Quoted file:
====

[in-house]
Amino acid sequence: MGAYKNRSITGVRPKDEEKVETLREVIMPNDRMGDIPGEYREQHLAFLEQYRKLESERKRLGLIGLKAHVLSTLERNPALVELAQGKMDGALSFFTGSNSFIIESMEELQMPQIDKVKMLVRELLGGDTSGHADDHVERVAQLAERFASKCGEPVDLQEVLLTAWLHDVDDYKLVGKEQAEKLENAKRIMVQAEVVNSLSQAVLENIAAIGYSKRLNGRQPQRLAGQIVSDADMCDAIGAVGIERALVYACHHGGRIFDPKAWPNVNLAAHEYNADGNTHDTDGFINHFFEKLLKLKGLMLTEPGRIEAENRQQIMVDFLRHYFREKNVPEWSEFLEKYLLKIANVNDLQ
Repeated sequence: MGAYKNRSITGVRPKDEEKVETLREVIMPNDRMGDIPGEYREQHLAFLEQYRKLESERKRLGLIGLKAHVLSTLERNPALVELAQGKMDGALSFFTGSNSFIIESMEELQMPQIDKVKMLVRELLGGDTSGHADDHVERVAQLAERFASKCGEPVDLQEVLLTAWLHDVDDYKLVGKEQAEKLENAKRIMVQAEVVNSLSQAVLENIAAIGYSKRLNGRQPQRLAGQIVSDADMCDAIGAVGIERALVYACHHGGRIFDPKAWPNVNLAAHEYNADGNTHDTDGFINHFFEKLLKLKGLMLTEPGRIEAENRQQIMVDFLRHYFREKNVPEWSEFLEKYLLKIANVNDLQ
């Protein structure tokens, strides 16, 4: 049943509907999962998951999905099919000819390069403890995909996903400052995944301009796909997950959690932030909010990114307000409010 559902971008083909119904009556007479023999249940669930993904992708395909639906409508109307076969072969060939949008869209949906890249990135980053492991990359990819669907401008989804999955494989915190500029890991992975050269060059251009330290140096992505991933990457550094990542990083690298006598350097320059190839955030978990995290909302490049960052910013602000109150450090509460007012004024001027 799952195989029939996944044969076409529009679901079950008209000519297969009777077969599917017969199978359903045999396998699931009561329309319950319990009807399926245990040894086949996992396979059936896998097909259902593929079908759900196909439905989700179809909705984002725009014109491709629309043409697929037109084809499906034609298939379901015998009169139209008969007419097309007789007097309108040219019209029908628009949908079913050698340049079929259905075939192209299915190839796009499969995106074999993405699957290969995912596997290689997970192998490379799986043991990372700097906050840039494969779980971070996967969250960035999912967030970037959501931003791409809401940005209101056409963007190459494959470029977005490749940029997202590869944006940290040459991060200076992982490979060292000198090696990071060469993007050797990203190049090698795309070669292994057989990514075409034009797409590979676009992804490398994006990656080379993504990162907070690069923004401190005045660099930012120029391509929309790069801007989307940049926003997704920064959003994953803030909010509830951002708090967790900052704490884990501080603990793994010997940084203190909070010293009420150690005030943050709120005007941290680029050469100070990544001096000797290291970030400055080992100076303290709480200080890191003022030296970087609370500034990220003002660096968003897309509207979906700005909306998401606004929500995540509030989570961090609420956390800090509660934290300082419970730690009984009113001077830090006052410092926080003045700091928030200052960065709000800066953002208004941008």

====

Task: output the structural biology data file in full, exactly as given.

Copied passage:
[in-house]
Amino acid sequence: MGAYKNRSITGVRPKDEEKVETLREVIMPNDRMGDIPGEYREQHLAFLEQYRKLESERKRLGLIGLKAHVLSTLERNPALVELAQGKMDGALSFFTGSNSFIIESMEELQMPQIDKVKMLVRELLGGDTSGHADDHVERVAQLAERFASKCGEPVDLQEVLLTAWLHDVDDYKLVGKEQAEKLENAKRIMVQAEVVNSLSQAVLENIAAIGYSKRLNGRQPQRLAGQIVSDADMCDAIGAVGIERALVYACHHGGRIFDPKAWPNVNLAAHEYNADGNTHDTDGFINHFFEKLLKLKGLMLTEPGRIEAENRQQIMVDFLRHYFREKNVPEWSEFLEKYLLKIANVNDLQ
Repeated sequence: MGAYKNRSITGVRPKDEEKVETLREVIMPNDRMGDIPGEYREQHLAFLEQYRKLESERKRLGLIGLKAHVLSTLERNPALVELAQGKMDGALSFFTGSNSFIIESMEELQMPQIDKVKMLVRELLGGDTSGHADDHVERVAQLAERFASKCGEPVDLQEVLLTAWLHDVDDYKLVGKEQAEKLENAKRIMVQAEVVNSLSQAVLENIAAIGYSKRLNGRQPQRLAGQIVSDADMCDAIGAVGIERALVYACHHGGRIFDPKAWPNVNLAAHEYNADGNTHDTDGFINHFFEKLLKLKGLMLTEPGRIEAENRQQIMVDFLRHYFREKNVPEWSEFLEKYLLKIANVNDLQ
């Protein structure tokens, strides 16, 4: 049943509907999962998951999905099919000819390069403890995909996903400052995944301009796909997950959690932030909010990114307000409010 559902971008083909119904009556007479023999249940669930993904992708395909639906409508109307076969072969060939949008869209949906890249990135980053492991990359990819669907401008989804999955494989915190500029890991992975050269060059251009330290140096992505991933990457550094990542990083690298006598350097320059190839955030978990995290909302490049960052910013602000109150450090509460007012004024001027 799952195989029939996944044969076409529009679901079950008209000519297969009777077969599917017969199978359903045999396998699931009561329309319950319990009807399926245990040894086949996992396979059936896998097909259902593929079908759900196909439905989700179809909705984002725009014109491709629309043409697929037109084809499906034609298939379901015998009169139209008969007419097309007789007097309108040219019209029908628009949908079913050698340049079929259905075939192209299915190839796009499969995106074999993405699957290969995912596997290689997970192998490379799986043991990372700097906050840039494969779980971070996967969250960035999912967030970037959501931003791409809401940005209101056409963007190459494959470029977005490749940029997202590869944006940290040459991060200076992982490979060292000198090696990071060469993007050797990203190049090698795309070669292994057989990514075409034009797409590979676009992804490398994006990656080379993504990162907070690069923004401190005045660099930012120029391509929309790069801007989307940049926003997704920064959003994953803030909010509830951002708090967790900052704490884990501080603990793994010997940084203190909070010293009420150690005030943050709120005007941290680029050469100070990544001096000797290291970030400055080992100076303290709480200080890191003022030296970087609370500034990220003002660096968003897309509207979906700005909306998401606004929500995540509030989570961090609420956390800090509660934290300082419970730690009984009113001077830090006052410092926080003045700091928030200052960065709000800066953002208004941008």